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When you share a delicious meal with your family this holiday season, will you be grateful to dad for smoking the turkey? Will you thank your mom for making your favorite dish? Will you be one of the many kids in Arizona who is happy to have enough food this mealtime?
Last year, an estimated 1 in 8 people in the United States were food INSECURE, including more than 12 million children. The U.S. Dept. of Agriculture (USDA) defines food insecurity as a lack of consistent access to enough food for an active, healthy life. That means folks may miss entire meals or end up eating food that is not very nutritious.
In Arizona, the percentage of people who are food insecure are much higher, according to St. Mary’s Food Bank Alliance. Almost 1 in 5 adults experience food insecurity, and it’s even worse for kids!
“About 25 percent of children in Arizona are food insecure…(or) not sure where their next meal will come from,” says Jerry Brown, director of public relations for St. Mary’s Food Bank.
Brown explains that kids in bigger cities tend to do better, but in rural areas, especially on reservations, many more children have challenges getting enough healthy food. Nearly half of all kids in Apache and Navajo counties are food insecure, says Brown.
HELPING THE COMMUNITY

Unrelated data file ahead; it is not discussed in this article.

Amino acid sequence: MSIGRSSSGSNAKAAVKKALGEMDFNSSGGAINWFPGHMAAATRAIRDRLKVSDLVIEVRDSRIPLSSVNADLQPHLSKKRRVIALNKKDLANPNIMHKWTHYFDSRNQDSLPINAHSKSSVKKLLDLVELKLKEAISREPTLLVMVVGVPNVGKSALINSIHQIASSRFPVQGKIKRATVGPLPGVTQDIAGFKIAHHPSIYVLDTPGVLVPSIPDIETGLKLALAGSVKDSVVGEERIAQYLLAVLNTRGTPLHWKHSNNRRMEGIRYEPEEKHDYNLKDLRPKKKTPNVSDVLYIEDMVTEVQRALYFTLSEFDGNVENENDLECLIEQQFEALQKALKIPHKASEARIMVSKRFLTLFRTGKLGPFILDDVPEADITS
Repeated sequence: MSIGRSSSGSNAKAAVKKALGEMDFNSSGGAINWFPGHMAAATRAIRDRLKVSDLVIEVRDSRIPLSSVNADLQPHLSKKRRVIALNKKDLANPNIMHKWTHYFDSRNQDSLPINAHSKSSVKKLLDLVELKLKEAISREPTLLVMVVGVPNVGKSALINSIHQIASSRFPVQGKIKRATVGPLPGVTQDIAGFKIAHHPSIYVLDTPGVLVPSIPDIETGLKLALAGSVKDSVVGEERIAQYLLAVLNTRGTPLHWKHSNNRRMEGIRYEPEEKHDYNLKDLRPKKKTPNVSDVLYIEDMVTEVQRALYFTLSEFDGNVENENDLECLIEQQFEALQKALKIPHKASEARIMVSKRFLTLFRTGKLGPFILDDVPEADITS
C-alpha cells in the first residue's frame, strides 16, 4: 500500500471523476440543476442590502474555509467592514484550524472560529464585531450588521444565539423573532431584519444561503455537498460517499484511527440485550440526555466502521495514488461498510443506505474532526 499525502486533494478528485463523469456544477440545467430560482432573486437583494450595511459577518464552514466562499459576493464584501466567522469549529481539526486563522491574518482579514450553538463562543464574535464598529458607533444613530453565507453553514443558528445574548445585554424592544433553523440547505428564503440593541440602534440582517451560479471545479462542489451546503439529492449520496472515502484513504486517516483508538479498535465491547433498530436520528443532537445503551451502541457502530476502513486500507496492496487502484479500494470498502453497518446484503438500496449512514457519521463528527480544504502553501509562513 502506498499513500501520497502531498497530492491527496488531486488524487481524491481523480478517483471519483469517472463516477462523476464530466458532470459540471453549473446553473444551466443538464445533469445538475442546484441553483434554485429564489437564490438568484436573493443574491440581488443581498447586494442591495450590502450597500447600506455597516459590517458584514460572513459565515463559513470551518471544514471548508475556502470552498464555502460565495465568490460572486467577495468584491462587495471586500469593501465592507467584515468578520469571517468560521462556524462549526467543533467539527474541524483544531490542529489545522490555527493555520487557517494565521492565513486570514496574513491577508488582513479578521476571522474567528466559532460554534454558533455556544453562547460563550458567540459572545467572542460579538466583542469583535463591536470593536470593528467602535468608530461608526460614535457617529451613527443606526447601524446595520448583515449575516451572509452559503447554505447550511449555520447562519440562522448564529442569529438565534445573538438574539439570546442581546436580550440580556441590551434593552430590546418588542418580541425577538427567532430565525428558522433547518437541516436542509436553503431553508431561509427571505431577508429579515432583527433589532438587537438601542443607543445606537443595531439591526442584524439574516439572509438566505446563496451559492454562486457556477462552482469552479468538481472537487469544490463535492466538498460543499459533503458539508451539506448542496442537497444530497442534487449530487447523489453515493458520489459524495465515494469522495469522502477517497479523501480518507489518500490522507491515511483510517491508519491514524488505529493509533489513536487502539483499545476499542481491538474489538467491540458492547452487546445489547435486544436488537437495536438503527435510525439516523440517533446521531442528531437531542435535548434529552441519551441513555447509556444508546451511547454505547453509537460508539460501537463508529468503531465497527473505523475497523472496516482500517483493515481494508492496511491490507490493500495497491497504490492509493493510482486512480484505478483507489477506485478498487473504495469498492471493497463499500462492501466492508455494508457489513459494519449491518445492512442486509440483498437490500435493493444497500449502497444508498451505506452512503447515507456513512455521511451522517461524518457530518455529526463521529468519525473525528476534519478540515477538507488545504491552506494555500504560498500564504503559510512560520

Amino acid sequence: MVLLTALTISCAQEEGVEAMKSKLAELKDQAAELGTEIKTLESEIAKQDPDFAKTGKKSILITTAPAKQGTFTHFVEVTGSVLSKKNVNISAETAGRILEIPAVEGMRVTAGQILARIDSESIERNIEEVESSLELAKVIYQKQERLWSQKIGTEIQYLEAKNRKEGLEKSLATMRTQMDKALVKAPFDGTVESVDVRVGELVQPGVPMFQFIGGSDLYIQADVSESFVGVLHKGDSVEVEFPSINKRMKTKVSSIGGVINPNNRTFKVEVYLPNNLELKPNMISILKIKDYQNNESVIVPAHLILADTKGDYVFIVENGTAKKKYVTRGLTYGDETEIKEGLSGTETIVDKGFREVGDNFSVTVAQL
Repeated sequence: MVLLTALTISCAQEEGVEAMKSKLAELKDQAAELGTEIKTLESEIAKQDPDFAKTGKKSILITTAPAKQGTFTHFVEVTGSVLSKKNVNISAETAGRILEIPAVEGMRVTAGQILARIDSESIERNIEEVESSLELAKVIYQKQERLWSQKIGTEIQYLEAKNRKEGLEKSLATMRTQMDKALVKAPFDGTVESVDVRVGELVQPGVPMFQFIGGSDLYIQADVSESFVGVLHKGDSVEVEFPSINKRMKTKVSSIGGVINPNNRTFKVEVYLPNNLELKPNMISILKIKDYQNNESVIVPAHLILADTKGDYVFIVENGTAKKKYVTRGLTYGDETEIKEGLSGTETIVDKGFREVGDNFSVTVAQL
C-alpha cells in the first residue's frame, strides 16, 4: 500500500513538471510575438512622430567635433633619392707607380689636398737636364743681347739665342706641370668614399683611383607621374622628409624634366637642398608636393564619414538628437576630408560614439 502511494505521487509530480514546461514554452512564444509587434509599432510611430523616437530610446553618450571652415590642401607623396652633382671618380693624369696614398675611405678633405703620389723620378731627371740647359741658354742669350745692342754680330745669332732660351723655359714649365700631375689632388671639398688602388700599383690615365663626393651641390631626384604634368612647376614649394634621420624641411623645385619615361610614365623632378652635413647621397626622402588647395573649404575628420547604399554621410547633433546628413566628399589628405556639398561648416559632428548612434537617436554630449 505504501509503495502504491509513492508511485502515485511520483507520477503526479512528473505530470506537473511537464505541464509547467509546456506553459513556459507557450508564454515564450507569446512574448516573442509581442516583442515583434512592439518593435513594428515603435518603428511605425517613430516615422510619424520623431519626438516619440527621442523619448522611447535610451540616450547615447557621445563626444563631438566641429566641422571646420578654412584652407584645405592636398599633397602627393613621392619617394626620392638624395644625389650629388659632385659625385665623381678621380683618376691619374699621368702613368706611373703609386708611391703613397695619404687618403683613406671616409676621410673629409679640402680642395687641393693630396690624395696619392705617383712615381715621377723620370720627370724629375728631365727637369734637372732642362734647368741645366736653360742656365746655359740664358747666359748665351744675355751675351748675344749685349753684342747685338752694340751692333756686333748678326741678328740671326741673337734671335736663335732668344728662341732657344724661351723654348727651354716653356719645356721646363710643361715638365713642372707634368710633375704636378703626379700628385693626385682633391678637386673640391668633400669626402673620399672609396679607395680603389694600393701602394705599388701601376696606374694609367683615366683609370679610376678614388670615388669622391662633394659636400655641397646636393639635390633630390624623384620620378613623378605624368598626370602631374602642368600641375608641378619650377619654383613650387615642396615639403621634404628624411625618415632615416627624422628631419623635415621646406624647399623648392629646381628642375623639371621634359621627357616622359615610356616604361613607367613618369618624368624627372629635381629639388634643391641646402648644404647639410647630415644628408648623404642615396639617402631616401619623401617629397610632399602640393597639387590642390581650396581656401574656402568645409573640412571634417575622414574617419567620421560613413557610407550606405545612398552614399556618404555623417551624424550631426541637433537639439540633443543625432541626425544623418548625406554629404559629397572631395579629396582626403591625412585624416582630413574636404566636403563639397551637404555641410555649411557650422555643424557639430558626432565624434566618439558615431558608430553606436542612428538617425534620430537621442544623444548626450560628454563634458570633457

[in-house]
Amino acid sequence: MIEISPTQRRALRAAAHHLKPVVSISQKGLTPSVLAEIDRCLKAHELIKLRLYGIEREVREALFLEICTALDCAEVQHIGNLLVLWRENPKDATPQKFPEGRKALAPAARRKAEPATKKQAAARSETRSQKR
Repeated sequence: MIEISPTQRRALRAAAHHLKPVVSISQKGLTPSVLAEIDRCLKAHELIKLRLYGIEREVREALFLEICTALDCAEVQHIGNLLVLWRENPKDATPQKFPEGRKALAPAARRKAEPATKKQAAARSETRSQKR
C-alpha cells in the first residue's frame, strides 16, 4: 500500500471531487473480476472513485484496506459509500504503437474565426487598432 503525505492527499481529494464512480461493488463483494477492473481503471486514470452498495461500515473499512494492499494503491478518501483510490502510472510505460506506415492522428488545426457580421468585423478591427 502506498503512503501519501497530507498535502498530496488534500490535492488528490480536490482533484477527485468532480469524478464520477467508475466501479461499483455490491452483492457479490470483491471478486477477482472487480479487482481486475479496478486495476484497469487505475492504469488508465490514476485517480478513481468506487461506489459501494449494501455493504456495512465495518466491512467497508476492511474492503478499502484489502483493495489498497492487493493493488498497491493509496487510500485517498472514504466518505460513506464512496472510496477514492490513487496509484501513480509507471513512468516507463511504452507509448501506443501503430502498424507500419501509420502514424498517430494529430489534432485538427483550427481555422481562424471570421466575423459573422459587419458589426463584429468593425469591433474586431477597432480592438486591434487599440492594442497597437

St. Mary’s Food Bank distributes food to homeless shelters, food pantries and other non-profit agencies in 13 counties across central and northern Arizona, in addition to serving the Phoenix area. The organization, with the help of the community, made it possible for thousands of families to have good reason to celebrate this past Thanksgiving.
“We made sure 11,600 families got turkeys for Thanksgiving,” says Brown, who adds, “about 9,000 turkeys were donated.” Some of those donations came from families and kids!
“We had a 9-year-old girl who decided to collect. By the time she was done, she collected over 300 turkeys,” says Brown.
Maddy Neckels heard about the need for turkeys, and created a flyer to do her own turkey drive. Maddy had a goal to collect 100 turkey for St. Mary’s Food Bank. But when word got out, U.S. Foods donated 93 turkeys to Maddy’s cause. Others donated in her name, so she far exceeded her original goal.
Her proud father, Jarrod Neckels, told a local TV station that idea was all Maddy’s. “Sometimes you may underestimate what (kids) can think of on their own,” he says.
Maddy’s mom read a story online about the number of turkeys St. Mary’s needed, and Maddy took the Butterball and ran with it!
Brown notes that this is just one example of things kids can do to help others in their community. “They can hold a food drive at school, or even in their neighborhood,” he says.
Everyone can step up to help, even those who sometimes need themselves, Brown says. “In the Washington School District, over 90 percent of kids qualify for the free or reduced lunch program, but they did a food drive, (they were) willing to help, as well,” says Brown. One high school raised $20,000 for the food bank, he reports.
HUNGER FUELS OTHER ILLS
According to the USDA, households with children have higher rates of food insecurity than households without children. When kids don’t eat properly and don’t have access to healthy food, it can cause problems physically. Studies show that food insecurity in children leads to ailments such as anemia, diabetes and obesity. Food insecurity can affect kids academically and socially, too.